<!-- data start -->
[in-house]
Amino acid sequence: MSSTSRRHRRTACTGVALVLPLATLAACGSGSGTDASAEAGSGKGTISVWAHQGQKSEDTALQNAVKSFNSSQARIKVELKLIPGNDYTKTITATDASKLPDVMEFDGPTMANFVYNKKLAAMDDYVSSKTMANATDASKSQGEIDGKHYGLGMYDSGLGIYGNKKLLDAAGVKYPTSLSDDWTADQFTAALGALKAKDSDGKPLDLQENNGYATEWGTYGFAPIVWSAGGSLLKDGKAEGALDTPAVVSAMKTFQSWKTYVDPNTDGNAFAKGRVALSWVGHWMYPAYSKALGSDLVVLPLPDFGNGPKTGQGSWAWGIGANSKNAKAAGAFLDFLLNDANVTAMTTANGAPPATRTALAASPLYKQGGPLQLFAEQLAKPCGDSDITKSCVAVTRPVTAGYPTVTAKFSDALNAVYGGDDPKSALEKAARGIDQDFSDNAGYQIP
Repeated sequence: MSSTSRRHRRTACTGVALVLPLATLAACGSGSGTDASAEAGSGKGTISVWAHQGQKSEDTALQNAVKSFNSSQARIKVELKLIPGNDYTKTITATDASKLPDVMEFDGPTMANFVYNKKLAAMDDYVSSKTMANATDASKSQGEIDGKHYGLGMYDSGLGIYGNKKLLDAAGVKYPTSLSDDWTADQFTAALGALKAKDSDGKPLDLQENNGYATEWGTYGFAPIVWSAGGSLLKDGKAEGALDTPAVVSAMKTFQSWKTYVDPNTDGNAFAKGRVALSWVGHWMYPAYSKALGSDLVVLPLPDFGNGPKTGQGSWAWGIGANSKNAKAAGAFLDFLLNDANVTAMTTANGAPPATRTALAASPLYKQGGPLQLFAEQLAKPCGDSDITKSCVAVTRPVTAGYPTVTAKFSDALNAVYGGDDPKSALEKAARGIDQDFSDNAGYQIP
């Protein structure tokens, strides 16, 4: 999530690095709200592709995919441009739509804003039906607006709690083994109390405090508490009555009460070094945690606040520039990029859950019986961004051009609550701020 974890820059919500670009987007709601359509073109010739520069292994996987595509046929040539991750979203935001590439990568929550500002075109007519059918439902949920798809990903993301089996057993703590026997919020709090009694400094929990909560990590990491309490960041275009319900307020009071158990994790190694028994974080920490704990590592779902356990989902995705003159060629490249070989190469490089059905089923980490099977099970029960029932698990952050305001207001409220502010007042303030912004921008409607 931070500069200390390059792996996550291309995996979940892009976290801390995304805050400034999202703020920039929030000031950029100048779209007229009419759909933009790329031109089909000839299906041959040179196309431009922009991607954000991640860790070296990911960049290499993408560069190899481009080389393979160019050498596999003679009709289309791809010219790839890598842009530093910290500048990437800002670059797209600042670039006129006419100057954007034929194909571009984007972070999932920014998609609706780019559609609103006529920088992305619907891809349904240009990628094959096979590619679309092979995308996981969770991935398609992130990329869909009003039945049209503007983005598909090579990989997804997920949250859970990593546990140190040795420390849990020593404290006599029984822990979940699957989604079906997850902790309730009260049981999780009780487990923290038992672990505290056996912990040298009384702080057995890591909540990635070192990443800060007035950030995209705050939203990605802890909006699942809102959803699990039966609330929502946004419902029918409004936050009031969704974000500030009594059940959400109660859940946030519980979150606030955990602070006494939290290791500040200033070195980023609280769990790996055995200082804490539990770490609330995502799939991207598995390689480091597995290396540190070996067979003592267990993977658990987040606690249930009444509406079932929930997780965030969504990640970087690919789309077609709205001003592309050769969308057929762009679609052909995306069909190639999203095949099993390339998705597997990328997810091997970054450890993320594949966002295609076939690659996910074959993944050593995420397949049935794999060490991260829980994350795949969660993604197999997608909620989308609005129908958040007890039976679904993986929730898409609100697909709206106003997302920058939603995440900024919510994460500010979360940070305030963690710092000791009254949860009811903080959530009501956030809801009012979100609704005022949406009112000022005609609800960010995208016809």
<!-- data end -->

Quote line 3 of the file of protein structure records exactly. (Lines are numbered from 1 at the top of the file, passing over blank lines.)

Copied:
Repeated sequence: MSSTSRRHRRTACTGVALVLPLATLAACGSGSGTDASAEAGSGKGTISVWAHQGQKSEDTALQNAVKSFNSSQARIKVELKLIPGNDYTKTITATDASKLPDVMEFDGPTMANFVYNKKLAAMDDYVSSKTMANATDASKSQGEIDGKHYGLGMYDSGLGIYGNKKLLDAAGVKYPTSLSDDWTADQFTAALGALKAKDSDGKPLDLQENNGYATEWGTYGFAPIVWSAGGSLLKDGKAEGALDTPAVVSAMKTFQSWKTYVDPNTDGNAFAKGRVALSWVGHWMYPAYSKALGSDLVVLPLPDFGNGPKTGQGSWAWGIGANSKNAKAAGAFLDFLLNDANVTAMTTANGAPPATRTALAASPLYKQGGPLQLFAEQLAKPCGDSDITKSCVAVTRPVTAGYPTVTAKFSDALNAVYGGDDPKSALEKAARGIDQDFSDNAGYQIP